Mem. Amer. Acad. Arts, n. s. 3: 49. 1846,.
Plants 3–10(–15) dm, forming small to extensive colonies; branches spreading; twigs of current season pale green to light brown, sparsely hairy. Leaves: petiole 1–2 mm; blade greenish white abaxially, green to yellowish green or reddish green adaxially, ovate to oblong, 2.5–6 × 2.3–4 cm, membranous, base rounded to cuneate, margins entire, apex acute to acuminate, abaxial surface sessile-glandular, hairy along veins, adaxial surface glabrous. Inflorescences spreading or drooping, 4–6-flowered, bracteate, 0.7–2.5 cm, glabrous; bracts early-deciduous, leaflike, 1–2 mm, shorter than pedicels, glabrous, sessile-glandular. Pedicels 6–9 mm, sparsely hairy (hairs red), sessile-glandular; bracteoles 1–2, 1–1.5 mm. Flowers: sepals 5, 0.5 mm, glabrous, sparsely sessile-glandular; petals 4–5, corolla greenish white, urceolate, 4–5 mm, lobes ovate-deltate, ca. 1 mm; filaments 3–3.5 mm, glabrous; anthers included, 1 mm, thecae not divergent; ovary glabrous. Drupes juicy, sweet, glossy black, 7–10 mm diam., glabrous. Seeds 1 mm, smooth.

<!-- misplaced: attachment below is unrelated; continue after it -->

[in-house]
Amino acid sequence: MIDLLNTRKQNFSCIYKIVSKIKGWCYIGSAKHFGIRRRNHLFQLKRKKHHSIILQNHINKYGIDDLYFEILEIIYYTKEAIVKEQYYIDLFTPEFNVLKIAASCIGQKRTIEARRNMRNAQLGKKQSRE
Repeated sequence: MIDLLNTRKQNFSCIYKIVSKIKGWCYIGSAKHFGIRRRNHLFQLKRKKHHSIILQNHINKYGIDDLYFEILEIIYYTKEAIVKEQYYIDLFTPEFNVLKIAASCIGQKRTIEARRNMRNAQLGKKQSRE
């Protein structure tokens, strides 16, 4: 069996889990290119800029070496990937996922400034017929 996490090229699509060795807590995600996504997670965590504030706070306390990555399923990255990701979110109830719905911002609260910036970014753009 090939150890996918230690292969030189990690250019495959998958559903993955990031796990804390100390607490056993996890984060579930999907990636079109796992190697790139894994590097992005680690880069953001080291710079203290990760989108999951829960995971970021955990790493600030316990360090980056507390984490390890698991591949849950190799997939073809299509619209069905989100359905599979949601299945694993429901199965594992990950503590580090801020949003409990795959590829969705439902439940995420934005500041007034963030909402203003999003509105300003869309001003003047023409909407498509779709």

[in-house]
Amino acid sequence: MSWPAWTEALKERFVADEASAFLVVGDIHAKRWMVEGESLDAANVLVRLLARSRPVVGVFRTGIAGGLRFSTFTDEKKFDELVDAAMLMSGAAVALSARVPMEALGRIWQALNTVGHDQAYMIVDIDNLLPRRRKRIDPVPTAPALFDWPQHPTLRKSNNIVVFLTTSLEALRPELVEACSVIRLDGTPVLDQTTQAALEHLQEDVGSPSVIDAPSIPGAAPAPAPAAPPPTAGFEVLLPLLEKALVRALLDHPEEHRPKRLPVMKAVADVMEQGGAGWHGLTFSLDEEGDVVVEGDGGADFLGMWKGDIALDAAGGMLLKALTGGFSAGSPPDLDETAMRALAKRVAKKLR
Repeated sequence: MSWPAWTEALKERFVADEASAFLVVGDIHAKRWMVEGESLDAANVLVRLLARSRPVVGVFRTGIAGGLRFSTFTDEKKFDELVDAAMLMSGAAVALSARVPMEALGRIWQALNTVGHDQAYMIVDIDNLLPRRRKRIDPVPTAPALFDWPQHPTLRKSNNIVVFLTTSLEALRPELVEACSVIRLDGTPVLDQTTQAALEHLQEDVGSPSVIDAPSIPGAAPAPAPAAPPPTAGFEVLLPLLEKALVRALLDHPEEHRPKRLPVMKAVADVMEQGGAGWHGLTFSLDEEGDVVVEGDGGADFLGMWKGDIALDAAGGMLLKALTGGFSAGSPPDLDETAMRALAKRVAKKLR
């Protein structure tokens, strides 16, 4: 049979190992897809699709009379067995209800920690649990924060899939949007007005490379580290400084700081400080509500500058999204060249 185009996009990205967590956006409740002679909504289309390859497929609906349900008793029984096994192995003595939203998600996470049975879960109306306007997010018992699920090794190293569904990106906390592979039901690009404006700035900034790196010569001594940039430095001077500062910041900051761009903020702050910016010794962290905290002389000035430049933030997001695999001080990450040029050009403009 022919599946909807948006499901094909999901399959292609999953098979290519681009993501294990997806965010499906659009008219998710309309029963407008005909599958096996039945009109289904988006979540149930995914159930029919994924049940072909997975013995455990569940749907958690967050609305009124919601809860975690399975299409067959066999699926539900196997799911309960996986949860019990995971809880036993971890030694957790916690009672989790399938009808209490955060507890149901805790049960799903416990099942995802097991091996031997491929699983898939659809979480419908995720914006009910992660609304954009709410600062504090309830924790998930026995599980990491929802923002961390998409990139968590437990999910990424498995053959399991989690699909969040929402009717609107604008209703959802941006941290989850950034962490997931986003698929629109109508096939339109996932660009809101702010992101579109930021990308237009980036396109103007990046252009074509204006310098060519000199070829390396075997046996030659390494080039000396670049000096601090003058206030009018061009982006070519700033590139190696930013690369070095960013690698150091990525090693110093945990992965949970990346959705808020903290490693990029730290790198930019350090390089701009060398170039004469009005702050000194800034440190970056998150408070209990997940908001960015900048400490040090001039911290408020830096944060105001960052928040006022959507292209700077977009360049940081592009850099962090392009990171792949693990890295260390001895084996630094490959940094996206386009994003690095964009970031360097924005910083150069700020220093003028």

Phenology: Flowering late spring.
Habitat: Deciduous or open pine woods (often dominant in Table Mountain Pine-Pitch Pine Woodland), common in moister forests downslope, often associated with Rhododendron maximum
Elevation: 500-1500 m
Ga., N.C., S.C., Tenn.
Gaylussacia ursina is a southern Appalachian Mountains endemic that often forms large, clonal patches; it is abundant within much of its narrow range.